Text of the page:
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Union protestors disrupt groundbreaking for Euclid lakefront trail

September 7, 2018

Union protestors disrupt groundbreaking for Euclid lakefront trail

EUCLID, Ohio – More than 100 labor union demonstrators disrupted the ceremonial groundbreaking for the newest stage of the city’s waterfront improvement project Thursday.

Shouting “Union first,” and “we voted you in, we’ll vote you out,” members of Laborers Local 860 caused Mayor Kirsten Holzheimer Gail to depart from prepared remarks at the event, held on the fishing pier at Sims Park.

“We’re not going to be able to do a program if you all won’t let me speak,” she said, raising her voice to be heard over jeers. “I appreciate the presence of the union and we’ll be happy to meet with you and talk about our projects.”

Euclid’s new $8.9 million project, for which it has raised $7.2 million, is the second phase of an estimated $30 million waterfront plan.

The trail, which has attracted national attention, is considered innovative because the city is rebuilding ¾ of a mile of shoreline to control erosion in exchange for easements allowing public access across private lakefront residential lots.

The city ultimately plans to build a marina at the eastern end of the trail, north of Lakeshore Boulevard at East 248th Street.

Prior to the demonstration, Anthony Liberatore Jr., business manager and secretary-treasurer of the local, said the union objected to Euclid’s selection of Mark Haynes Construction of Norwalk, in Huron County, as the general contractor for the project.

“You’re bringing in out-of-towners here in a community that is fully capable of performing this work,” he said.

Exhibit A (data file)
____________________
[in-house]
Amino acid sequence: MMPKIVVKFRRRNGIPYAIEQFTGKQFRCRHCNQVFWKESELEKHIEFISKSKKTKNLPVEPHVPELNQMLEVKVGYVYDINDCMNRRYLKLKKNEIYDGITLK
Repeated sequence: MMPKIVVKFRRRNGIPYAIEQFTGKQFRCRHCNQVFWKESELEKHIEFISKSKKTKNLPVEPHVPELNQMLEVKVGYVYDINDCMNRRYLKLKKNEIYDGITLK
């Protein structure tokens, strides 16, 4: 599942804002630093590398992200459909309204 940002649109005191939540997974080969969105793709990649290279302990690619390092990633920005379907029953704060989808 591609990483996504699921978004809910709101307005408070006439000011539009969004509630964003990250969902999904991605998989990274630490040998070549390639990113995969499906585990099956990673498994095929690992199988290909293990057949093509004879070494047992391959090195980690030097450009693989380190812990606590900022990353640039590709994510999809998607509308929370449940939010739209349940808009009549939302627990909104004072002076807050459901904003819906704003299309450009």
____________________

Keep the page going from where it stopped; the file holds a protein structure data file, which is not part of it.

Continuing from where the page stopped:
Norman Edwards, executive director of the Black Contractors Group, which had about 20-plus members at the ceremony, said his organization also objects to the selection of Haynes.

He said the firm “has a history of not hiring African-Americans.” Why would you hire them in a city with 65 percent African Americans? Euclid’s population of 47,201 was 59.5 percent black and 37.3 percent white in 2017, according to the U.S. census.

In remarks during a private reception at Henn Mansion at Sims Park before the ceremony, and during the event, Gail said that Haynes was the lowest bidder on the lakefront project by $1 million, and that the firm adheres to state equal employment opportunity regulations.

She also said that Haynes would pay prevailing wages on the lakefront project and that all subcontractors would be union members.

The shouting laborers made it difficult at times to hear Gail and other speakers at the event, which drew an audience of roughly 50, whose members sat on folding chairs under the fishing pier canopy.

Wearing bright yellow T-shirts, the union members packed the landward side of the pier, bottling it up like a cork.

On a hill just to the south of the pier, they had placed a large inflatable gray rat, roughly 15 feet tall, with bright red eyes and a sign saying “Haynes Construction” on its chest.

Overhead, a single engine plane circled the site, trailing a banner that said “Union Yes!!”

After posing for a photo with city officials holding shovels on the pier, Gail said she had first heard complaints about the project from Local 860 on Tuesday, and from the black contractors group on Wednesday.

“I would have much preferred that we were able to have a conversation about this prior to a protest,” she said.

Roy Larick, an archaeologist and activist whose Bluestone Heights organization conducts ecological tours in Euclid and surrounding communities, said the protest didn’t mar the day.

His objection, he said, was that the city had taken too long to start the lakefront trail project after decades of discussion.

“There have been so many obstacles,” he said. “This,” he said, referring to the union demonstration, “it’s not an obstacle, let’s say. It’s a protest, it’s a small protest.”
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